As a result, South Korea lost billions of dollars in trade and business. Subsequently, both countries ended up in another controversy over a popular South Korean side dish, kimchi. It began when Swedish global industry regulator ISO “posted new standards for the production of paocai, a Chinese dish made of fermented vegetables .” A Chinese state media outlet boasted that paocai also included kimchi. Though both dishes are distinct and different, the South Koreans found the boast offensive. They saw the boast as an example of China’s “wolf warriors” – the tribe of young Chinese bureaucrats who are not afraid of carrying on offensive propaganda to promote the Chinese line of thought.

A Pew Research Center poll revealed that whereas in 2015, only 37 percent of South Koreans did not support China’s policies, the figure jumped to 75 percent in 2020.

The two countries, which fought on different sides of the Korean War in 1950, re-established diplomatic ties only in 1992. They were able to more or less maintain stable relations despite the fact that China backed North Korea and South Korea leaned towards the US.

What is worse, while around 30,000 US troops are stationed in South Korea, the country is economically dependent on China, now an economic giant in Asia. While the people are disenchanted with Chinese policies of aggression and distrust, South Korean governments are careful not to “upset relations with Beijing,” diplomats say. The out-going President, Moon Jae-in, was “reluctant to become involved in US efforts to explicitly counter China, such as the Quadrilateral Security Dialogue regional grouping.”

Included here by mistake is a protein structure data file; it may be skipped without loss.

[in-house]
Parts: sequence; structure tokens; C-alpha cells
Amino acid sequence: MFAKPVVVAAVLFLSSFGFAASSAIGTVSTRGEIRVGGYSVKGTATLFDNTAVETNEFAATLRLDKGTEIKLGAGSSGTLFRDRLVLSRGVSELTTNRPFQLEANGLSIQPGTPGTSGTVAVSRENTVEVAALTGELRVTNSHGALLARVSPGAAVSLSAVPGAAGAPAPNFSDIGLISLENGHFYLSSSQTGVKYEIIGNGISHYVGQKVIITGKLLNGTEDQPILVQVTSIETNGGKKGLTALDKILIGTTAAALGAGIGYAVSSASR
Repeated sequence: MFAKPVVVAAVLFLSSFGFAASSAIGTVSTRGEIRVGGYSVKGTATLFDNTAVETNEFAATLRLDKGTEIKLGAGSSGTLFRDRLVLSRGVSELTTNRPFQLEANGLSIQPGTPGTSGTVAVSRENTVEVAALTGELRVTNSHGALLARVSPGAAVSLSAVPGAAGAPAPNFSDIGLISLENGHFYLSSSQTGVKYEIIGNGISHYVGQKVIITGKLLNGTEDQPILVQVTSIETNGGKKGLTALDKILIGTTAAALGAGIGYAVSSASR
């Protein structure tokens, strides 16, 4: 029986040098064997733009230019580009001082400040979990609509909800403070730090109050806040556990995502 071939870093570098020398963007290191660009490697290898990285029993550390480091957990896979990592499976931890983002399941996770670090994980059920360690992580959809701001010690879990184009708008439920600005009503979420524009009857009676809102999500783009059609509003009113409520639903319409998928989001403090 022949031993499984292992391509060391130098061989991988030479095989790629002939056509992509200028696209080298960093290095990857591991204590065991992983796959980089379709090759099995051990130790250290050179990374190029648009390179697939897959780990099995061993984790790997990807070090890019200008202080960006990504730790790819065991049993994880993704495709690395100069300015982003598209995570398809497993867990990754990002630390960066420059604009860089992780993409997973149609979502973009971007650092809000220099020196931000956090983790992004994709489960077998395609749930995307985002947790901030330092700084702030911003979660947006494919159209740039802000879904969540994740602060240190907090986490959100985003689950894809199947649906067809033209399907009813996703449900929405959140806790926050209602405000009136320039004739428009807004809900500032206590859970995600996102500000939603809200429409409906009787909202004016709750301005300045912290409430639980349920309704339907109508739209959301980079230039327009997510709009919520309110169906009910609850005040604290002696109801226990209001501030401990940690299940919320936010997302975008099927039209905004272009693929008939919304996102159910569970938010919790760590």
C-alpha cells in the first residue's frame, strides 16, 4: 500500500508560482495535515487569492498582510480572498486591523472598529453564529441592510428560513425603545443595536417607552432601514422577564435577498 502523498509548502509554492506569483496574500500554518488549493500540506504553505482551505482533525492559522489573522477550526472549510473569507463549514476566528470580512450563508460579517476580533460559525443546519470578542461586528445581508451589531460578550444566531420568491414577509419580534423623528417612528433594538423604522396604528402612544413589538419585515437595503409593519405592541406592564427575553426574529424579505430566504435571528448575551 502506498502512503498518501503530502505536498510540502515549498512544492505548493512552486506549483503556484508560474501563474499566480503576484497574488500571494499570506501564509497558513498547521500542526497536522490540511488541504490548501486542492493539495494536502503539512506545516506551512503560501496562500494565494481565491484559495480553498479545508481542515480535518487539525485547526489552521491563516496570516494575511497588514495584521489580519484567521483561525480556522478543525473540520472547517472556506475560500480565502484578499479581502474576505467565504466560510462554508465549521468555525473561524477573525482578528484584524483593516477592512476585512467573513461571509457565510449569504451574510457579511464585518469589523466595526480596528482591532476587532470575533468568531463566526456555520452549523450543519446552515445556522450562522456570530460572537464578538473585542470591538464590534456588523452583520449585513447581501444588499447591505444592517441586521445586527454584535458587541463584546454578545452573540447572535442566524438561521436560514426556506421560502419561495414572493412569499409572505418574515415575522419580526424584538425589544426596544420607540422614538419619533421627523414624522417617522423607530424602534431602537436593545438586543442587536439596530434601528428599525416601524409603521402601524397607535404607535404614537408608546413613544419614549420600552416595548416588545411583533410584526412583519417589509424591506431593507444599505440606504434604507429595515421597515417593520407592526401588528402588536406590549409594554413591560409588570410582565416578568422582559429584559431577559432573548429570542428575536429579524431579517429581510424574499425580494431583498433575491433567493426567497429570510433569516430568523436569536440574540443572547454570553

A research paper by Rand summarizes what China expects from South Korea and its implications for the United States. “First, as Beijing becomes more ambitious about changing the status quo in Asia, it might seek to tighten Beijing-Seoul political relations as a way to weaken the US alliance system in the region. Second, Beijing is unlikely to take any actions that would destabilize the North Korean regime, especially if US-China competition grows more intense. This understanding should inform Washington and Seoul’s policy coordination efforts toward Pyongyang. Third, South Korean progressives tend to draw closer to Chinese views on issues of North Korea’s nuclear and missile development programs. However, it is important to keep in mind that South Korean desire for autonomy in foreign policy and inter-Korean relations does not mean that Seoul renders automatic support for Beijing’s regional agenda.”

In September, Chinese foreign minister Wang Yi visited Seoul to ensure that South Korea did not join any anti-China US coalition. China was careful not to espouse the cause of North Korea, but Wang returned without any concrete commitments.

2022 marks the 30th anniversary of the launching of diplomatic relations between the two countries. But the new year began on a sour note, with the South Korean President not attending the Beijing Winter Olympics opening ceremony in February. However, it is likely that Chinese President Xi Jinping may yet visit Seoul sometime this year, provided the spread of COVID-19 is controlled in his country, to charm the new South Korean President into accepting China’s hand of friendship.